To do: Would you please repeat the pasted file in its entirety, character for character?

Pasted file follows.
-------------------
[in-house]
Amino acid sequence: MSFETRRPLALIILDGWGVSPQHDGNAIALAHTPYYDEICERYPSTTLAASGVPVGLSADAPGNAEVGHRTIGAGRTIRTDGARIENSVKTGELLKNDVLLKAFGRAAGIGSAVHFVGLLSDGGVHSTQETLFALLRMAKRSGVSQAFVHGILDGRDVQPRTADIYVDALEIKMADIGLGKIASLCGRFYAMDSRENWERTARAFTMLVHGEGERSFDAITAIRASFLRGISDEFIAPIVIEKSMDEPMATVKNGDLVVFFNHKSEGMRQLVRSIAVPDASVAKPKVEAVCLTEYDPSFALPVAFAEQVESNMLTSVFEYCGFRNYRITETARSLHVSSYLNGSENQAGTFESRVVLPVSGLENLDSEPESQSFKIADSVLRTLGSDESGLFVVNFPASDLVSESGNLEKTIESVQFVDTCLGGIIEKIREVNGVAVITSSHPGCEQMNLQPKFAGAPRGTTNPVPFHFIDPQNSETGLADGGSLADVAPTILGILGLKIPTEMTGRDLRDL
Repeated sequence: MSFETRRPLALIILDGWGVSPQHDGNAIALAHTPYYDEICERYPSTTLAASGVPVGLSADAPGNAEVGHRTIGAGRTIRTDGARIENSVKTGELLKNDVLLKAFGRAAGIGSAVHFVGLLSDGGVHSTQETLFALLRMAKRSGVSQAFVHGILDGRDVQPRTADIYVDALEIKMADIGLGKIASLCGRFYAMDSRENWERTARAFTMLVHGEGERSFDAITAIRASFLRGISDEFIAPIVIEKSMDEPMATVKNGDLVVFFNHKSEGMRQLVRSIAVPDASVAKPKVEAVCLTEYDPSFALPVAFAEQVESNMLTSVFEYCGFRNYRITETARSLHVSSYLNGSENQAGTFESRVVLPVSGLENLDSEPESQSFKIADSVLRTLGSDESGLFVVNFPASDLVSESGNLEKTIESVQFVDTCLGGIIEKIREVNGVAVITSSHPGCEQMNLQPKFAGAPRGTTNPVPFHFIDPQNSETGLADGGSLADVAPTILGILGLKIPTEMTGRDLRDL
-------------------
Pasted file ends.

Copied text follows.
[in-house]
Amino acid sequence: MSFETRRPLALIILDGWGVSPQHDGNAIALAHTPYYDEICERYPSTTLAASGVPVGLSADAPGNAEVGHRTIGAGRTIRTDGARIENSVKTGELLKNDVLLKAFGRAAGIGSAVHFVGLLSDGGVHSTQETLFALLRMAKRSGVSQAFVHGILDGRDVQPRTADIYVDALEIKMADIGLGKIASLCGRFYAMDSRENWERTARAFTMLVHGEGERSFDAITAIRASFLRGISDEFIAPIVIEKSMDEPMATVKNGDLVVFFNHKSEGMRQLVRSIAVPDASVAKPKVEAVCLTEYDPSFALPVAFAEQVESNMLTSVFEYCGFRNYRITETARSLHVSSYLNGSENQAGTFESRVVLPVSGLENLDSEPESQSFKIADSVLRTLGSDESGLFVVNFPASDLVSESGNLEKTIESVQFVDTCLGGIIEKIREVNGVAVITSSHPGCEQMNLQPKFAGAPRGTTNPVPFHFIDPQNSETGLADGGSLADVAPTILGILGLKIPTEMTGRDLRDL
Repeated sequence: MSFETRRPLALIILDGWGVSPQHDGNAIALAHTPYYDEICERYPSTTLAASGVPVGLSADAPGNAEVGHRTIGAGRTIRTDGARIENSVKTGELLKNDVLLKAFGRAAGIGSAVHFVGLLSDGGVHSTQETLFALLRMAKRSGVSQAFVHGILDGRDVQPRTADIYVDALEIKMADIGLGKIASLCGRFYAMDSRENWERTARAFTMLVHGEGERSFDAITAIRASFLRGISDEFIAPIVIEKSMDEPMATVKNGDLVVFFNHKSEGMRQLVRSIAVPDASVAKPKVEAVCLTEYDPSFALPVAFAEQVESNMLTSVFEYCGFRNYRITETARSLHVSSYLNGSENQAGTFESRVVLPVSGLENLDSEPESQSFKIADSVLRTLGSDESGLFVVNFPASDLVSESGNLEKTIESVQFVDTCLGGIIEKIREVNGVAVITSSHPGCEQMNLQPKFAGAPRGTTNPVPFHFIDPQNSETGLADGGSLADVAPTILGILGLKIPTEMTGRDLRDL